The Huffington Post noted Theron is “not the first actress to compare the press intruding into her personal life to rape, and she certainly won't be the last -- but wouldn't it be nice if she were?”

By Tim Graham | May 29, 2014 | 8:15 AM EDT

Actor Mark Ruffalo, currently starring in the Reagan-bashing AIDS drama “The Normal Heart” on HBO, told The Wrap website that any debate about gun control lingering in the wake of America's most recent mass shooting in Santa Barbara is “completely outrageous.”

“I don't know how many more of these are going to happen before we start to act like adults, instead of running around like a bunch of selfish children because there's some sort of machismo connected with the idea of having militarized weaponry sitting in your closet,” Ruffalo told TheWrap. ”It's just ridiculous. And our kids are paying the price.”

By Ken Shepherd | May 27, 2014 | 3:48 PM EDT

Actor Seth Rogen and director/producer Judd Apatow are hitting back at a Washington Post film critic for strongly suggesting that the sort of movies churned out by the duo are partly to blame for Elliot Rodger's deadly killing spree on Friday. For his part, Apatow effectively blasted Ann Hornaday for, well, trolling.

Jessica Chasmar of the Washington Times has the story (emphasis mine):

By Lillian Bozzone | May 21, 2014 | 12:19 PM EDT

A darling of the lefty entertainment establishment has taken a prosthetic nose dive into hot water. At Macklemore’s May 16 Seattle performance at the opening of “Spectacle: The Music Video,” the rapper lionized for his pro-gay stance appeared on stage in a stereotypical Jewish costume, singing his hit, “Thrift Shop.”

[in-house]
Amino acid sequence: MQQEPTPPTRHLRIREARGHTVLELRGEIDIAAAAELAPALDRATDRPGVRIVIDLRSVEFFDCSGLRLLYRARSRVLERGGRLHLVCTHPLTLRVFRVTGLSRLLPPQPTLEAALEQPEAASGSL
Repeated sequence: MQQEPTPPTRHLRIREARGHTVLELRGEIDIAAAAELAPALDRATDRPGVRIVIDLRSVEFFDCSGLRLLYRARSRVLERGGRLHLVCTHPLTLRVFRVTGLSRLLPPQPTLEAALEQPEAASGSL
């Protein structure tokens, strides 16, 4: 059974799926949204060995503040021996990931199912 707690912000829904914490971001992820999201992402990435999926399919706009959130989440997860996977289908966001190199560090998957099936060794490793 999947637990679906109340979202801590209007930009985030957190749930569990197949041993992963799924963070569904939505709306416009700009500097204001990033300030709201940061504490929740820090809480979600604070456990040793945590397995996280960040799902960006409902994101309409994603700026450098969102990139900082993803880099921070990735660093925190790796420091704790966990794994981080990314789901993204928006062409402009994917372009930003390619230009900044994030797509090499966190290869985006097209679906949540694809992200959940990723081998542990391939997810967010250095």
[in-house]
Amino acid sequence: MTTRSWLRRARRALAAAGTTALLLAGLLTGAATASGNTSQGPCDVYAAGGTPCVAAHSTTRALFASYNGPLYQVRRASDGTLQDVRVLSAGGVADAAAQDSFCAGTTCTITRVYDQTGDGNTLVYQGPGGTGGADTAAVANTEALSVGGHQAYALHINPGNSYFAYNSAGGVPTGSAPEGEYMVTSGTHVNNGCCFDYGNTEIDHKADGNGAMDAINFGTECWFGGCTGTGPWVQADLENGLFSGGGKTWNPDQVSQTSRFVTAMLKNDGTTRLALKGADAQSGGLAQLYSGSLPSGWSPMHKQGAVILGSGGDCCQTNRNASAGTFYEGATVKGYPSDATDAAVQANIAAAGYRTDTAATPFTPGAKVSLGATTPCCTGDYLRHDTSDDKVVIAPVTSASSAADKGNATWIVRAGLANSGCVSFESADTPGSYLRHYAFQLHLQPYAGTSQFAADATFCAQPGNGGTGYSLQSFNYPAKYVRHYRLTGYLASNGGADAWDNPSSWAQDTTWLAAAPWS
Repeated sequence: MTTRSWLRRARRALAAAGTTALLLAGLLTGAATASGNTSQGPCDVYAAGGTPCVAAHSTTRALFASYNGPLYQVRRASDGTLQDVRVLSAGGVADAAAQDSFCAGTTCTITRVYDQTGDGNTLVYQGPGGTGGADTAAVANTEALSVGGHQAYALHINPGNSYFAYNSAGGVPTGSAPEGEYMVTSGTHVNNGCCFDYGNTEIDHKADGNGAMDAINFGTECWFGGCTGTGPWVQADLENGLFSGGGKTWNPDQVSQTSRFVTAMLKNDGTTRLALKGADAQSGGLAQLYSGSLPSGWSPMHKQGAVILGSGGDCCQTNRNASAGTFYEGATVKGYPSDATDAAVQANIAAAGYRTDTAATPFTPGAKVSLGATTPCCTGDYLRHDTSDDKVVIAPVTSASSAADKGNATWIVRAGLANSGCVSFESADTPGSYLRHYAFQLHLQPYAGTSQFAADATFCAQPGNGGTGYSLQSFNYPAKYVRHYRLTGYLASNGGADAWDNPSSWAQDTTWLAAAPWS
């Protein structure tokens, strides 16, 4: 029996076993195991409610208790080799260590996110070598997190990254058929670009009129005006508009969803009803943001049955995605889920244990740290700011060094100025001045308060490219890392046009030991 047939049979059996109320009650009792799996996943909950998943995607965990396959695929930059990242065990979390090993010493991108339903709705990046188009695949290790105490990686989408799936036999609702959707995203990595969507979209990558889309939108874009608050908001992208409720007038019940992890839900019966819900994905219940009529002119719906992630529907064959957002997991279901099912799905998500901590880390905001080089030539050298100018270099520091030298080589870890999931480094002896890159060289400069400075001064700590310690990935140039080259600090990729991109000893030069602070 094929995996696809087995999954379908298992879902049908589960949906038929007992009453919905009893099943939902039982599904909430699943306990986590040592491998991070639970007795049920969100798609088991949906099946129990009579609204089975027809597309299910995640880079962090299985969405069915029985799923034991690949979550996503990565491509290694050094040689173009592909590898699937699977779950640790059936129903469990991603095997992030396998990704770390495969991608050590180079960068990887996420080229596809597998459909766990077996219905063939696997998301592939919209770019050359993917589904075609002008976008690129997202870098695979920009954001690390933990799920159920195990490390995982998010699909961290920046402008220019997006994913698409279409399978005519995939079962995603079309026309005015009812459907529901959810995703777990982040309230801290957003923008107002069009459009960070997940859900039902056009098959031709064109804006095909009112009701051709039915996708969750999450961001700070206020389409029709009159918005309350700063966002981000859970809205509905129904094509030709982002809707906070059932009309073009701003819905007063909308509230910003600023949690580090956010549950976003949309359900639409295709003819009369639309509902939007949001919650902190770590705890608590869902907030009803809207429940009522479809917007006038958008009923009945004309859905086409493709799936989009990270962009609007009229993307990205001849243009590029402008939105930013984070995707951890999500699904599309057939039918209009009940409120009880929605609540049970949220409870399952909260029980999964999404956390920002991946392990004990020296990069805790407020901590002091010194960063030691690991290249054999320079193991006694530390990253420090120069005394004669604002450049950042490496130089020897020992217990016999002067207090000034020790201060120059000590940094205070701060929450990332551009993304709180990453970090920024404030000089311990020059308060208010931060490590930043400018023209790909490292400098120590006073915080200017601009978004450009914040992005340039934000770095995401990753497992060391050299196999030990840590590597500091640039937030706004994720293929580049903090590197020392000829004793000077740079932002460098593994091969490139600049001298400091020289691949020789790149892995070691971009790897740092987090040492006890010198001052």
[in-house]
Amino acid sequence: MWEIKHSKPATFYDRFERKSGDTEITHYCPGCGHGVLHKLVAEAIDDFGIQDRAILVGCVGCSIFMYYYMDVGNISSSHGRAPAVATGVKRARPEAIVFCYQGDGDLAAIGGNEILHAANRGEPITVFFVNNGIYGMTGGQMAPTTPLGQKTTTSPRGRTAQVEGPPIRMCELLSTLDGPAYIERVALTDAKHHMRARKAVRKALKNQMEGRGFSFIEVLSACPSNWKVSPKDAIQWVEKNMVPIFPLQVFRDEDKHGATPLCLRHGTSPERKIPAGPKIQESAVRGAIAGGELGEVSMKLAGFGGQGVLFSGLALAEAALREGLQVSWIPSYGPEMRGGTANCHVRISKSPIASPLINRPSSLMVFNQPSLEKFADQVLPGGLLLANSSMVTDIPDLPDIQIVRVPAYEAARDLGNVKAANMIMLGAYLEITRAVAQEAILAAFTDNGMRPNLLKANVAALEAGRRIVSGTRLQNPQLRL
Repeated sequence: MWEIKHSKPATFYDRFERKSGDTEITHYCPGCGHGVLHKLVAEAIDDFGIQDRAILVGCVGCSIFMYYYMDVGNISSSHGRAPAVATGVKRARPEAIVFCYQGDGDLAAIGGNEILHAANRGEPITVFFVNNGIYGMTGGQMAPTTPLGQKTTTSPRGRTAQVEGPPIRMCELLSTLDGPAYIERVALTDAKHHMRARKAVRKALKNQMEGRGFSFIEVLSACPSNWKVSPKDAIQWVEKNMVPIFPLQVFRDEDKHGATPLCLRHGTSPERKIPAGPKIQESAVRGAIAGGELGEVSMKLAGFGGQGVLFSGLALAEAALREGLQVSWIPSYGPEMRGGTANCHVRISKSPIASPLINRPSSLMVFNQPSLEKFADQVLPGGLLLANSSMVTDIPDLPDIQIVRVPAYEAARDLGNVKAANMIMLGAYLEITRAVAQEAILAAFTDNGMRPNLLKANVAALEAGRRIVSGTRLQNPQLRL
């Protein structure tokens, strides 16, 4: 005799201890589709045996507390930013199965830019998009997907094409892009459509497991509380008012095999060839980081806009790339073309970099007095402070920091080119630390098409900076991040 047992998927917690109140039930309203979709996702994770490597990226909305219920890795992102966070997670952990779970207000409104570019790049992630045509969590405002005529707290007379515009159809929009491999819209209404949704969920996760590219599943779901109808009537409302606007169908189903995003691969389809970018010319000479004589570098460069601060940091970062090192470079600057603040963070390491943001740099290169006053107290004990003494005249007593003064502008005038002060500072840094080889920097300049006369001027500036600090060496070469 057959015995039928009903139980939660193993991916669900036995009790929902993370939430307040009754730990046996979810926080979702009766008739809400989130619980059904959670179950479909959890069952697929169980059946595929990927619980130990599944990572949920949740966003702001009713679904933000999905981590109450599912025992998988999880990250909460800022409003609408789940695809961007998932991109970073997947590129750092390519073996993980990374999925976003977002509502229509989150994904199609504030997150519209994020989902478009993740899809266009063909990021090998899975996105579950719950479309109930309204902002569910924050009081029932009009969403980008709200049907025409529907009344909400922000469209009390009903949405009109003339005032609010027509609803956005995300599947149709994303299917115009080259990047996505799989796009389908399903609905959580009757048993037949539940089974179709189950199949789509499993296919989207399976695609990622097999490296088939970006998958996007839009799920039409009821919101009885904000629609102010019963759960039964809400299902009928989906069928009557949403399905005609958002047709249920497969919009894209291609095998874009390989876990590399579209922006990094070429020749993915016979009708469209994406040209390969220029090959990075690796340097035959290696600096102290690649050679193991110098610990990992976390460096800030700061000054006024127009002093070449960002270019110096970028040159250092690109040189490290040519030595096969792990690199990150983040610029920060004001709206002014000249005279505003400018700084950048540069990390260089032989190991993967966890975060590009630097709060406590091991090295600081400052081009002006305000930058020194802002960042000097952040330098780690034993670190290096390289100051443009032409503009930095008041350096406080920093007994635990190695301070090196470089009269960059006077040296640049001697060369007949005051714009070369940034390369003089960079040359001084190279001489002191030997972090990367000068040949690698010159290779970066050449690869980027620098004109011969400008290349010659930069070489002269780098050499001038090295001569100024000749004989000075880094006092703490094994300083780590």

Bad move for a guy celebrated for injecting “tolerance and acceptance and equal rights” into hip hop.

By Tim Graham | May 20, 2014 | 8:23 AM EDT

NPR’s shooting rhetorical bullets at that “ill-informed so-called journalist” Bill O’Reilly again, for daring to criticize Beyonce recently for her skimpy outfit on a cover of Time magazine.

The show is “Here and Now,” out of Boston, now airing on almost 500 NPR affiliates. On Friday, host Robin Young somehow went from a black-and-white photo of Beyonce in bikini shorts to feminist hysterics about American history: “I'm going to jump in to say that Jezebel stereotype was used to blame black women for their own rape, for instance....Well, if she weren't so sexy, then the white men wouldn't have to assault them.”

By Julia A. Seymour | May 16, 2014 | 12:59 PM EDT